The Failure of American Exceptionalism

12.12.31

December 28, 2012

Before the election, I received an email from Daniel, a dear person who served as an intern.  He wondered if “Romney’s statement about the 47%, and the subsequent statements both He and Paul Ryan have made about the ‘American Dream’ and people pulling themselves up out of despair,” is endorsing a sense of superiority based from the Christian Doctrine of Discovery (Doctrine).  I didn’t respond at the time because the best I could do was grumble like many others about how out of touch this wealthy white guy was, and yet I figured the answer must go below the surface of race, culture, and economic injustice.  So, I allowed the question to linger.  Well, lingering got me as far as the “fiscal cliff” debacle.

The fiasco of the “fiscal cliff” has made great fodder for the media and their pundits since the election.  So, to add my two cents worth, it may well be that the lack of Congresses getting along, finding places of commonality, and compromise is an indicator that Romney’s arrogant 47% statement could have been said by most any of the folk hanging out in Congress.  As the fiscal cliff talks unfolded, it became somewhat evident that the people whose work is to find commonality are instead living as if they know their way of thinking and acting are the only right ways of being.  This approach of living absolutes, based on knowing I and my community of like thinkers are correct and those other folk are missing the mark may very well be an aspect of the Doctrine of Discovery rising to the surface.

In an era of European Christendom, the Doctrine fashioned theological arguments holding Christian people and governments as the only people and governments endorsed by God.  Such thinking created a theological and political European worldview sanctioning Christianized European people as better than all others.  This thinking not only allowed European empires to develop a worldwide discovery movement that endorsed the subjugation of land and peoples who looked, talked, dressed, ate, and prayed different from themselves, but also embedded such thinking in many of the landscapes they conquered.  The North American landscape of which the United States claims is one of them.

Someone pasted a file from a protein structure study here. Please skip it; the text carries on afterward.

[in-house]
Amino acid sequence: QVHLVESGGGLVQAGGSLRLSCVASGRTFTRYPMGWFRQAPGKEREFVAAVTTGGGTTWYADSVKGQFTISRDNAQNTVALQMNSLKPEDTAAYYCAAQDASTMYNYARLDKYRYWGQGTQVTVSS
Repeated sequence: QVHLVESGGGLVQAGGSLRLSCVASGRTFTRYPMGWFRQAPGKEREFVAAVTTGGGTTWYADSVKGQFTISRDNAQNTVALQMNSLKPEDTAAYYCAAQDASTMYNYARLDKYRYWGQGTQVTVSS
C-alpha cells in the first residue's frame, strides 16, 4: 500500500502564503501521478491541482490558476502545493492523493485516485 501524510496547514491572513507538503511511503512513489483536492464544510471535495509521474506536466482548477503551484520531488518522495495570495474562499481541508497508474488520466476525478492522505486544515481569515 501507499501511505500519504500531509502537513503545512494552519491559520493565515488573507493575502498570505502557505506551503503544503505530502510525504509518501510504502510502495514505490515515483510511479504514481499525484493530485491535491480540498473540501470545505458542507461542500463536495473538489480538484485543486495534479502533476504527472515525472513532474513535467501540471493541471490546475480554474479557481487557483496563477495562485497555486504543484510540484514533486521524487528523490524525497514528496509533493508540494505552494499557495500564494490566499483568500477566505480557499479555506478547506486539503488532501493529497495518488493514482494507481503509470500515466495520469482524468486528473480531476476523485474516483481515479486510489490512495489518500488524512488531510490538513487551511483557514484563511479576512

As U.S. government and business developed and began looking different from their European homeland, so also changed the personality of the Doctrine.  The Christian theological argument of God sanctioning U.S. people and their government as better than all others slowly slipped below the surface (ready to re-emerge when necessary), and more secular jargon took its place.  This transition of Doctrine language is noticeable in three eras of U.S. development: In 1630 John Winthrop uses Mathew 5:14 (Jesus’ sermon on the Mount) to distinguish the future Massachusetts Bay community as the city upon a hill; In 1850, secular U.S. jargon begins to move to the forefront when John L. O’Sullivan claims it is the United States manifest destiny to “overspread and to possess the whole of the continent;” and by 2012 one must have the ear to hear the Christian influence in the popular terminology of American exceptionalism.  This reality means, from the moment of European arrival to the North American landscape, it has been difficult to raise a child in the U.S. and not have them believe themselves better than all others.

Recognizing U.S. citizens are raised from birth to believe they are exceptional to others, there little surprise Romney might believe his “job is not to worry about those [47% of the] people” who cannot be convinced “that they should take personal responsibility and care for their lives.”  Nor should it be surprising a Congress, on both sides of the aisle, cannot find common ground, for they were raised to believe they are better than their neighbor.

I think Daniel is on to something.  And I think it is sad.  For even if Congress has come together on the fiscal cliff by the time of this writing (hopefully so…), they were unable to honor one another, unable to honor the people, and unable to honor the landscape of their birth.  Sadly, they have adopted a belief that they (and like thinkers) are exceptional and not prone to mistake, and therefore not called to find middle ground unless forced.

Of course, the Congress arises from the people and as such, their problems are our problems.  At some level, we who are U.S. citizens must admit we believe ourselves exceptional and that we are wrong.  We must let go of Doctrine of Discovery values, and, from the grassroots up, rethink that which we have traditionally accepted as normal and just.  In rethinking, we surely will not get it right or be just every time, but we can create an atmosphere where rethinking is normal and where being wrong is okay.  Should we do so, we just might create a landscape where the voice of all is valued and the need of a scapegoat is something of generations past.

© David B. Bell 2012